Several surgical approaches are appropriate in subpulmonary VSD; surgery is usually completed by age 3-4 months to avoid development of increased pulmonary vascular resistance. The surgical approach with a mortality rate of approximately 10-15% is the arterial switch operation with creation of an interventricular tunnel directing LV outflow into the PA, which becomes a neo-aorta (AO). [19]

If the VSD is subaortic or doubly committed, the optimal approach is to create a tunnel between the VSD and the AO to direct oxygenated blood into systemic circulation and also to eliminate mixing of the 2 circulations. Timing for this surgery depends on the size and clinical condition of the patient, but it is generally completed by age 4-6 months.

Heart transplantation

If the anatomy of associated lesions is too complex to consider an anatomic repair or if a repair results in unsatisfactory hemodynamics and intractable symptoms, consider heart transplantation. According to a report from the Children's Hospital of Pittsburgh, 15.4% of patients undergoing transplant were born with some form of DORV. [20] These patients require lifelong immunosuppression and close follow-up care.



As with any other form of congenital heart disease (CHD), parents of patients born with DORV and transposition of the great arteries may meet with a geneticist to discuss the possibility of subsequent children having this or other forms of CHD. When CHD is detected, a detailed investigation for extracardiac malformation should be performed and vice versa. Also, issues such as preterm birth and stillbirth should be taken into account in risk assessment and risk stratification in patients born with CHD.

CHD belongs to the spectrum of birth defects and, despite technological advances, it significantly contributes to infant mortality. Because extracardiac anomalies occur in 15-45% of patients with CHD, these should always be investigated.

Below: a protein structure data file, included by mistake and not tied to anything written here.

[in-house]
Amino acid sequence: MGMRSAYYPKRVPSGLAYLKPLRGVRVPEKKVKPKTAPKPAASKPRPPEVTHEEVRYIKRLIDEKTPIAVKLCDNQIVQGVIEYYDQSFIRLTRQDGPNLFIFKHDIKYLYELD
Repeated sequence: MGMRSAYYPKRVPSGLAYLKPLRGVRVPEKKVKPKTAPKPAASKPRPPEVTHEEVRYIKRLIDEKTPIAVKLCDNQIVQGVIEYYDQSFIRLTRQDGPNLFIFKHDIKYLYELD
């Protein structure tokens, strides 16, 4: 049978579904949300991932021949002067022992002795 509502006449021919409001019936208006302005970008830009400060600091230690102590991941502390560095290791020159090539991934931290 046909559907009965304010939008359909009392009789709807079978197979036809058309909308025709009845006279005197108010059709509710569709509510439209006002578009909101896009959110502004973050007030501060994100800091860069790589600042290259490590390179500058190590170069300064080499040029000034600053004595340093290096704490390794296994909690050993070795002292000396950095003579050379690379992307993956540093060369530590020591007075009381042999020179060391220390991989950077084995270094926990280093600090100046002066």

According to one study, the most prevalent extracardiac anomalies in general are the craniofacial malformations. However, the most prevalent associated with conotruncal heart defects are anomalies of the GI and genitourinary systems. Specifically, DORV may be associated with omphalocele, gastroschisis, facial clefting, and CHARGE (coloboma, heart disease, atresia choanae, retarded growth and retarded development and/or CNS anomalies, genital hypoplasia, and ear anomalies and/or deafness) syndrome.

Preterm infants have been shown to have more than twice as many cardiovascular malformations as do term infants, and 16% of all infants with cardiovascular malformations are preterm.

Prevalence of CHD is high among late stillbirths. In particular, a greater incidence of coarctation of the AO, double-inlet left ventricle, hypoplastic left heart, truncus arteriosus, DORV, and AV septal defect is noted among stillbirths.



Patients with DORV and transposition of the great arteries have no specific activity restrictions; their physiology may limit their exercise tolerance. After surgical intervention, some restrictions may be required depending on the hemodynamic result; however, these patients can usually participate in all age-appropriate activities.

Lifelong antibiotic prophylaxis is necessary prior to any potentially contaminated procedure, especially dental work.


Long-Term Monitoring

Provide follow-up care every 6-12 months for the first few years after surgery to detect complications of surgery that may include arrhythmias (eg, persistent atrial tachycardias, complex ventricular ectopy) and stenosis or partial obstruction, or both, of the interventricular tunnel.

Because arrhythmias result in morbidity, mortality, or both, patients may require long-term antiarrhythmic medication or may be candidates for radiofrequency ablation of an arrhythmogenic focus or circuit.

Interventricular tunnel obstructions may occur without clinical manifestations. In patients with severe left ventricular outflow obstruction, patients with tunnel obstruction may present with left ventricular failure. As many as 20% of patients who have undergone surgery for DORV require reoperation.